The freelance writing life is a hustle. Though some writers focus on content work, building a freelance business, many others spend their careers chasing down jobs at an array of different publications. It’s a lot of additional work on top of writing, and if you’re going to make it worthwhile, it’s important to keep your readers connected to your work – no matter where it appears.
So how do you build a loyal readership as a freelance writer? These 4 strategies can keep everyone on the same page, and make your work more appealing to publishers by promising them a pre-formed audience.As a freelance writer, you need a solid following. Here's how to build one. Click To Tweet
4 Tips For Building a Following As a Freelance Writer
1. Maintain A Newsletter
One of the simplest things you can do to build a loyal readership as a writer/blogger is to make sure your readers know what you’re up to by sending out a newsletter. Your newsletter is an opportunity to connect with your readers on a personal level, but also to send them direct links to anywhere your work is appearing. Whether there’s a new post up on your personal blog or you have an article appearing on Buzzfeed or in the Washington Post, your newsletter is an easy way to make sure your readers know about it.
2. Be Social
Your social media following is your secret weapon as a freelance writer. Many publishers check your following when deciding whether they want you on board – and a strong following can equal high publisher demand. Find your social media audience and build interest through organic, topical content. You can do this across platforms – on Twitter, Facebook, and Instagram among others, and don’t forget to build a professional writing page on Facebook, in particular.
As part of your social media following, you’ll want to learn a few supporting graphic design skills, but luckily there are plenty of tools available to you. Use an app or site like Smilebox to create visually compelling announcements for your social media pages. These might announce upcoming publications, display quotes with links to articles, or notify readers about events or appearances. Visuals have a lot of power online and you don’t want to skimp on aesthetic impressions.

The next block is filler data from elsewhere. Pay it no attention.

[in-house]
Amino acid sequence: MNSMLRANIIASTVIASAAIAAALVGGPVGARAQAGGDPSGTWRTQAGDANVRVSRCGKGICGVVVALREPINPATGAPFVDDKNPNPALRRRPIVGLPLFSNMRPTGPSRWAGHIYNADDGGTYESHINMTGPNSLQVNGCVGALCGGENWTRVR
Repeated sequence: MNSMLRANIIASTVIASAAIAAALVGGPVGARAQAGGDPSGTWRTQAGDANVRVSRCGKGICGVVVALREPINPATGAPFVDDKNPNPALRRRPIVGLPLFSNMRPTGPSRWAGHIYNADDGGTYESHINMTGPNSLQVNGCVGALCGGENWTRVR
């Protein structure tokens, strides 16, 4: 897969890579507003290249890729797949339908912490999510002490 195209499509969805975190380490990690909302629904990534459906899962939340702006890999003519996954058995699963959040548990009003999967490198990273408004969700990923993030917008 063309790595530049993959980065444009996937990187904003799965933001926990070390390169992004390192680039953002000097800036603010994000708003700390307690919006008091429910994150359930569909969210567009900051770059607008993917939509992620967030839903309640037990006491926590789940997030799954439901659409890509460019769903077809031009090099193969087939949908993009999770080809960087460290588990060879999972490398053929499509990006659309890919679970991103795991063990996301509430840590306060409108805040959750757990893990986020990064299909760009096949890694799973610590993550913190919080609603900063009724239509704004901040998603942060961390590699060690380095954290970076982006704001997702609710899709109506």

3. Craft A Portfolio
Having an online writing portfolio is an important part of building your freelance career and your following, but how do they work? The idea behind writing portfolios is typically that you can present them to potential employers who will review them when deciding whether or not to hire you. But that’s not all they’re good for.
In addition to serving as a promotional tool for your work, your writing portfolio is something of an archive for your most loyal readers. Since your work is likely scattered all over the internet, your portfolio centralizes those pieces and lets your readers comb through it all.
4. Chat It Up
Whether you’re responding to comments on your Facebook page or messaging with readers through Twitter, participating in conversations with readers is central to building their loyalty. Though it may seem like a distraction from your real work of writing, responding to your readers creates connection and anticipation. Not only are readers connecting more closely with your work, but they’re seeing you as a person as much as a writer. That’s a real turning point in the career of any freelance writer.
Too often, freelancing seems impersonal and disconnected because you don’t have a home base for your writing. That’s why it’s up to you to bring it all together. From your readers’ inboxes to their Twitter feeds, keep connecting. It’s all about that ongoing relationship with your readers; the stronger that relationship, the greater the demand for your work.
Rene Linares says
Is hard to get creating on certain topics, I feel is best if I just stick to what I know. Great blog post.
nice and usable information